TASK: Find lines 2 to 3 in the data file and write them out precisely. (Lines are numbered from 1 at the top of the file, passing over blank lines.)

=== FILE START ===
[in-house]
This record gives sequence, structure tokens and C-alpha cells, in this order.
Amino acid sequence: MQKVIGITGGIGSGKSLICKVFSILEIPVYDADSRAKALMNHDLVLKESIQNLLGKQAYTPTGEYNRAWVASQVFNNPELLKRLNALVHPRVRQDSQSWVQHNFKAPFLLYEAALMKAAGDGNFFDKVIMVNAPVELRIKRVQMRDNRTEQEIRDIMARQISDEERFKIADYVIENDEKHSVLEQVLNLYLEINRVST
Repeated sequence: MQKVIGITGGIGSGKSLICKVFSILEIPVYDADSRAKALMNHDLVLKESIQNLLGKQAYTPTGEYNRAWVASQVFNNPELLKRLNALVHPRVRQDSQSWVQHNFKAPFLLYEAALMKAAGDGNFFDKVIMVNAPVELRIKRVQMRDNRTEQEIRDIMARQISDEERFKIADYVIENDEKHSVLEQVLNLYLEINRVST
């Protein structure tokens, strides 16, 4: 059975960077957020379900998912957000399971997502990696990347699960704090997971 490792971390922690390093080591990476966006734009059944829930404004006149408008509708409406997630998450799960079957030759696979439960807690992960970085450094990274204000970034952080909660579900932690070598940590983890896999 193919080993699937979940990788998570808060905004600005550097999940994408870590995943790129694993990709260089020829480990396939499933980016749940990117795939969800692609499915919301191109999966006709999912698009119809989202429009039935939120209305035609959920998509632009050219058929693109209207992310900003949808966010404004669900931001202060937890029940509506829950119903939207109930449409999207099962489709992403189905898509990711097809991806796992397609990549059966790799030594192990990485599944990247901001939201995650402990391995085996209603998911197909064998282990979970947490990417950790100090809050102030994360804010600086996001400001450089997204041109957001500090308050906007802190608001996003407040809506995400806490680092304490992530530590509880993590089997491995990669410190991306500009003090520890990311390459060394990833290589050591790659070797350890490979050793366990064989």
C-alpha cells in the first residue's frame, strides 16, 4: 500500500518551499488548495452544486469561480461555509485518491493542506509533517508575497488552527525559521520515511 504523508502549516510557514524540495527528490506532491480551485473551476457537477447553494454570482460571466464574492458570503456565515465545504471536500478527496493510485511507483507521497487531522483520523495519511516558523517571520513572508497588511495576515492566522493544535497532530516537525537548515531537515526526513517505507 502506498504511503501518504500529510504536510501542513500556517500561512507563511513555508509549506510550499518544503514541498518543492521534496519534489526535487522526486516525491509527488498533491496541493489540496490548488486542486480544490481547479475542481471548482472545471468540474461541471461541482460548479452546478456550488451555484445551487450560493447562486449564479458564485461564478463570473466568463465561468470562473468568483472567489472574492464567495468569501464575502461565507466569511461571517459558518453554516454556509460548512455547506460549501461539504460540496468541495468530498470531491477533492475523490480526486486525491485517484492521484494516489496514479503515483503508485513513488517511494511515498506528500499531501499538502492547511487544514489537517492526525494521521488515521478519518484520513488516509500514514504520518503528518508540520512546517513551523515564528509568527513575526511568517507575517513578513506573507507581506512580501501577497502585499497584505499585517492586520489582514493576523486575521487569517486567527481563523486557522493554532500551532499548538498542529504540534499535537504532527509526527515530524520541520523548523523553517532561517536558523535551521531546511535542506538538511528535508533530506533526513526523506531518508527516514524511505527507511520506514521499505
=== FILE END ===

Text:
This record gives sequence, structure tokens and C-alpha cells, in this order.
Amino acid sequence: MQKVIGITGGIGSGKSLICKVFSILEIPVYDADSRAKALMNHDLVLKESIQNLLGKQAYTPTGEYNRAWVASQVFNNPELLKRLNALVHPRVRQDSQSWVQHNFKAPFLLYEAALMKAAGDGNFFDKVIMVNAPVELRIKRVQMRDNRTEQEIRDIMARQISDEERFKIADYVIENDEKHSVLEQVLNLYLEINRVST